Bespoke Development

In the context of information systems, Bespoke Development refers to software that is specially developed and compiled into an application that satisfies specific organisational requirements. Bespoke development is all about developing software solutions to what you envisage and therefore addresses your unique ideas and requirements.

The beauty of bespoke systems is that they are tailored to the exact requirements of an organisation, allowing the software to fully integrate and satisfy key business objectives. Bespoke systems are usually designed with the long term IT plans of a company in mind.

Generally speaking, off-the-shelf systems are produced to meet the perceived needs of a particular market or sector. In effect, off-the-shelf systems attempt a one size fits all set of generic features and therefore often allows some form of customization facilities that would allow coding to evolve the off-the-shelf system to a tailored (bespoke) solution.

Usually an organisation must make a decision between buying a generic off-the-shelf solution or embark on a bespoke development project; this decision is often referred to as the buy or build decision. Bespoke software development embraces two main sub-functions:

1. From-scratch system analysis, specification, design, development, acceptance, product delivery, implementation, support, through to decommissioning/phase-out

2. Customisation of off-the-shelf system components to achieve functionality according to unique organisational requirements

In general, from-scratch bespoke development is concerned with developing software solutions to unique organisational requirements, whereas customisation refers to modifying generic off-the-shelf acquired software programs. In both instances it is necessary to adhere to a recognised Software/System Development Life Cycle (SDLC) model or method.

Kwezi Software Solutions assists organisations with selection, implementation and management of the following SDLC models:

Waterfall Method

The Waterfall Model is the most well-known SDLC model. The Waterfall model is mostly a sequential step-by-step process, from requirements analysis through to maintenance. This method is well suited to systems that have well-defined and understood requirements.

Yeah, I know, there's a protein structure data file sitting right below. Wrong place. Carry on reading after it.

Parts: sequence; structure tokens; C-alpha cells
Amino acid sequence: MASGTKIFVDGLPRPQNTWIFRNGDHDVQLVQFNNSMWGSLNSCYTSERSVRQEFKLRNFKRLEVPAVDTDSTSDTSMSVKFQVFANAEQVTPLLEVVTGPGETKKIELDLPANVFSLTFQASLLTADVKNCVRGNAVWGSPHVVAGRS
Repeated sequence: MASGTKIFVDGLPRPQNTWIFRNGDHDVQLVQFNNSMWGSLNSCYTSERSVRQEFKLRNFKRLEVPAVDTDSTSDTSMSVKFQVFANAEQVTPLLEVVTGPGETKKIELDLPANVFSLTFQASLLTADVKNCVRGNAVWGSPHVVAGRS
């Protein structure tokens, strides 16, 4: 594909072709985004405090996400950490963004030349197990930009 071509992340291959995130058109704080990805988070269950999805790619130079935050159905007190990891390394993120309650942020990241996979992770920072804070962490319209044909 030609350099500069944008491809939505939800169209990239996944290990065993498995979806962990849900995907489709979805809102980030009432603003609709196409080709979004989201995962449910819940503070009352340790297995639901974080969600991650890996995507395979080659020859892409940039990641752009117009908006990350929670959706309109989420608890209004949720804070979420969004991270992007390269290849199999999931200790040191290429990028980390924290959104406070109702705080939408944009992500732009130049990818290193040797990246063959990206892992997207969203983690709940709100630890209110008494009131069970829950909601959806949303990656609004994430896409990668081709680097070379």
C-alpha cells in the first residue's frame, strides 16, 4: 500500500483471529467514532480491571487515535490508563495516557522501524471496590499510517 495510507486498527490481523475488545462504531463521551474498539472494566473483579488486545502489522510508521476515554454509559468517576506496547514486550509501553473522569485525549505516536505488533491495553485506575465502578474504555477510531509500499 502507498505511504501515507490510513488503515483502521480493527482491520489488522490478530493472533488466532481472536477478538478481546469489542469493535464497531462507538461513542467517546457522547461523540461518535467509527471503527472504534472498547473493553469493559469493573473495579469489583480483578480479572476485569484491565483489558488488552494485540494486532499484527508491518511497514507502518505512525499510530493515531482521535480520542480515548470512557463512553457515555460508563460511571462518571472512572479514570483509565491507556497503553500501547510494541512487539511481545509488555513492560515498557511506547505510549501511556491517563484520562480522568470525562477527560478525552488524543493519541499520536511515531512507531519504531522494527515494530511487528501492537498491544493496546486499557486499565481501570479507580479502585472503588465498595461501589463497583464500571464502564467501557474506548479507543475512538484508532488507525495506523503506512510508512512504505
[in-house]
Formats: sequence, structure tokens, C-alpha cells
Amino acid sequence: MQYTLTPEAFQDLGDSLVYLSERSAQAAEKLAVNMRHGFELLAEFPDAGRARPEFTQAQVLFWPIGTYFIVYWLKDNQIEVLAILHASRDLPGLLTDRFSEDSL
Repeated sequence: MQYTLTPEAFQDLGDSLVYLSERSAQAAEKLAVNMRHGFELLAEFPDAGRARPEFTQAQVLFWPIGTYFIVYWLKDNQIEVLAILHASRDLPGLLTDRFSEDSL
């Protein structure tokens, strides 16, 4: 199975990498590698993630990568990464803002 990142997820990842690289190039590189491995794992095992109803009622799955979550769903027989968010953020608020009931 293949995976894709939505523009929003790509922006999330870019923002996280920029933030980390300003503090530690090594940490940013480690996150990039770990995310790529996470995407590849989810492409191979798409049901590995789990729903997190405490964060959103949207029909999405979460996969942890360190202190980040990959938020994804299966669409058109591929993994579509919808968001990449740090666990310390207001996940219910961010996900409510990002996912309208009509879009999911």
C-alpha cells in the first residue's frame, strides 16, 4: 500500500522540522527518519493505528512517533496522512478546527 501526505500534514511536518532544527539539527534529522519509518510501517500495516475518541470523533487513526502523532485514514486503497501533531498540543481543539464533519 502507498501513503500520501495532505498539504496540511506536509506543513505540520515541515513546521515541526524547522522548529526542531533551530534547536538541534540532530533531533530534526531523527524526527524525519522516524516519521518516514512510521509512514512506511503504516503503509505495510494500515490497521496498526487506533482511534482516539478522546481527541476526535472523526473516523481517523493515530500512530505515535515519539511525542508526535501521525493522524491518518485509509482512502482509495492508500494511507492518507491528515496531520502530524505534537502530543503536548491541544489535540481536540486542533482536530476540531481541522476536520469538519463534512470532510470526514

Spiral Model

With the Spiral SDLC model the bespoke development team will start with a small set of requirements and go through each development phase for those sets of requirements. Based on lessons learnt from the initial iteration, the bespoke development team adds functionality for additional requirements in ever-increasing spirals until the application is ready for the -installation and maintenance phase (production). Each of the iterations prior to the production version is a prototype of the application. As each prototype is tested, user feedback is used to make sure the project is on track. This method is well suited to systems where requirements and functionality are not well defined and are therefore determined via spiral exploration.

Top-Down Model

In this model, the high-level requirements are documented and programs are built to meet these requirements, then the next level is designed and built. The top level is designed and coded, and then each sublevel would be added after the top level has been finished. The Top-down model is a good fit when the software application is a new development and there is no existing functionality that can be incorporated into the new system.

Bottom-Up Model

In the bottom-up model the lowest level of functionality is designed and software components that provide functionality to address the individual functions are programmed first, where after the components are integrated together into the finished application. Generally, the most complex components are developed and tested first, with the notion that possible project show-stoppers surface early in the project. This model encourages development of self-contained software components that can be reused and integrated multiple times across many bespoke software development projects.

Hybrid Model

The hybrid model combines the top-down and bottom-up models. This allows the bespoke development team to make changes to the system early in the project if problems occur with individual high risk components. Many of the SDLC models applied are a variation of the Hybrid Model.

Rapid Prototyping

The demand for quicker bespoke software development cycles, accompanied by failures of traditional SDLC models, Rapid Application Development (RAD) have evolved to obtain faster bespoke development deliverables. RAD focuses on the use of prototypes, by doing a quick requirements gathering phase, a prototype application is built and presented to end users. Feedback from end users provides a loop to improve or add functionality to the application. RAD ensures that time-to-market is greatly reduced.